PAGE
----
I have seen ones with CNTOP on them. I think it has to do with there former owners.

  by ACLfan

RE: CNOT sublettering

Nope, it is simply how the Southern Railway wanted to assign the "paper" ownership of locomotives that the Southern had acquired.

Example: NS # 7073, a GP50, is sublettered GN (for the Georgia Northern).

The GP50 was built long after the GN had been acquired by Southern Railway, and no longer had a corporate existence.

The GN would have been absolutely thrilled to have owned a new locomotive! During the years when they operated, they were an operating railroad museum, with their "newest" locomotive being over 20 years old when they purchased it!

Their shop forces were miracle workers in keeping old junkers in reasonably good operating condition! It was a real trip back in the past each time I visited their operations.


  by ACLfan

No problem as far as I'm concerned.

I'm just getting too old to put up with people that don't know how to be nice.

And, Andy, thanks for the "compliment", but, no thanks.


  by ACLfan
AmtrakFan (John P.):

Regarding the CNO&TP that you mentioned, this railroad was acquired years ago by the Southern Railway System.

As of January, 2005, 74 NS diesel locomotives still carried the CNOT sublettering. I have not yet received the new updated list of NS units (to be issued in January, 2006).

None of these units were ever owned or operated by the CNO&TP when it was an independent railroad.
Southern just chose to "assign" these units with the CNOT sublettering.

All sublettering is either 2, 3 or 4 letters, with no more than 4 letters, hence CNOT for CNO&TP.

An increasing problem is that most of the NS sublettered locomotive units are units that were owned by the Southern Railway before the SR - NS merger, so they are getting up in age, and many have already been retired, are about to be retired, or will be retired during the next few years.

So, all of the "unique" sublettering created by the Southern Railway will most likely be gone within the next decade.

N&W was never thrilled with the idea of sublettering, so after the merger with the Southern, N&W did not subletter any units for their former acquisitions such as the Wabash, Nickel Plate, A&D or Virginian railroad lines. N&W just used NW sublettering for all of their locomotive units.

All new locomotives such as the Dash 9 and ES series units are simply sublettered with the generic NS. No use of subletters of acquired railroad lines whatsoever.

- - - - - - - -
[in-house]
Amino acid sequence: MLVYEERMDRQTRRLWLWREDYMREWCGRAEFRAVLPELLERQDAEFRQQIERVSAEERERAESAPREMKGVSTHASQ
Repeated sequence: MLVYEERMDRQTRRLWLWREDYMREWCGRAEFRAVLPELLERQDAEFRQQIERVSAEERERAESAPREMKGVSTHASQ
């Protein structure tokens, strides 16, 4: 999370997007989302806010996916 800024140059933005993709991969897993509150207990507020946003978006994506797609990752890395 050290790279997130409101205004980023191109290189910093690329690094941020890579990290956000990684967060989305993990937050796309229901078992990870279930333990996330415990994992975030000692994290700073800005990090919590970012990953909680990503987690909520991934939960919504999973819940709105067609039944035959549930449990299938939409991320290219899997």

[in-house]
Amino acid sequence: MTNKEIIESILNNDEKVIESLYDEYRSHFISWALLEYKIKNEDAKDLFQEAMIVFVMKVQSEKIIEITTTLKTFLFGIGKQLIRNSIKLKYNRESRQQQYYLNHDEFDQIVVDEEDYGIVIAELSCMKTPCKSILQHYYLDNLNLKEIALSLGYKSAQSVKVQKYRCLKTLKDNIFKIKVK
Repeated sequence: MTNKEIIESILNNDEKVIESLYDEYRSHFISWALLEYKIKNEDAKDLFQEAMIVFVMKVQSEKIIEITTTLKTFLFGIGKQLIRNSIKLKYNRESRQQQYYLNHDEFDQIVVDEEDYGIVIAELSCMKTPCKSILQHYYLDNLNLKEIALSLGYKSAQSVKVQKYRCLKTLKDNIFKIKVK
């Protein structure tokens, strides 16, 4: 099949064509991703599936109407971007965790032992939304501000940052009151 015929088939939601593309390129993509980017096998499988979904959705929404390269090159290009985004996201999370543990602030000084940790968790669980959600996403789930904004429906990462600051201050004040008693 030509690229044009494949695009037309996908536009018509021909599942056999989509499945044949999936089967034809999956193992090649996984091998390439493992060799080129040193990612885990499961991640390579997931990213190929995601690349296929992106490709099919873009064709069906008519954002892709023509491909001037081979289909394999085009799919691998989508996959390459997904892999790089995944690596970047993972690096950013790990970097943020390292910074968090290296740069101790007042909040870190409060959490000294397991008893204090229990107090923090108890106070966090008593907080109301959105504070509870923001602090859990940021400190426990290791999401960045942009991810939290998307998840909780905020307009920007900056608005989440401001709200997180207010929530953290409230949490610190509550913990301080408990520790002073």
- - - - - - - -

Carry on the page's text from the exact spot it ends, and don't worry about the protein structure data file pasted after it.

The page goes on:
Except for PRRX, no use of subletters of former railroads that were absorbed into Conrail, either.

So, the practice of individualized railroad sublettering is no longer being practiced by NS. Too bad!

Hope that this is helpful.


  by ACLfan
AmtrakFan (John P.)

I meant to clarify the status of the CNO&TP:

The railroad's name is the Cincinatti, New Orleans and Texas Pacific RY,
but it only extended between the cities of Cincinatti, OH and Chattanooga, TN. The railroad never made it to New Orleans, or to Texas and certainly not to the Pacific Ocean!

Of course, the Southern Railway made it to New Orleans, via the Alabama Great Southern and the New Orleans & Northeastern.

The Southern Railway coined the nickname of its Cincinatti - New Orleans line as "The Queen and Crescent Route", as Cincinatti is referred to as the "Queen City", and New Orleans is referred to as the "Crescent City", hence the term "Queen and Crescent".

The Southern Railway never owned the CNO&TP (neither does NS), as it is used on a long-term lease from guess who? The City of Cincinatti, the owner of the railroad!

The CNO&TP has the famous "Rathole" Division through the mountains of Kentucky and Tennessee. This nickname was derived from the numerous tunnels that had a physical resemblance to large rat holes in the walls of rooms. Most, if not all of these tunnels have been either enlarged or "daylighted" in order to accommodate doublestack intermodal freight cars.

Thought that you might find this info. sorta interesting.


  by Schuylkill Valley
from here on this thred is locked.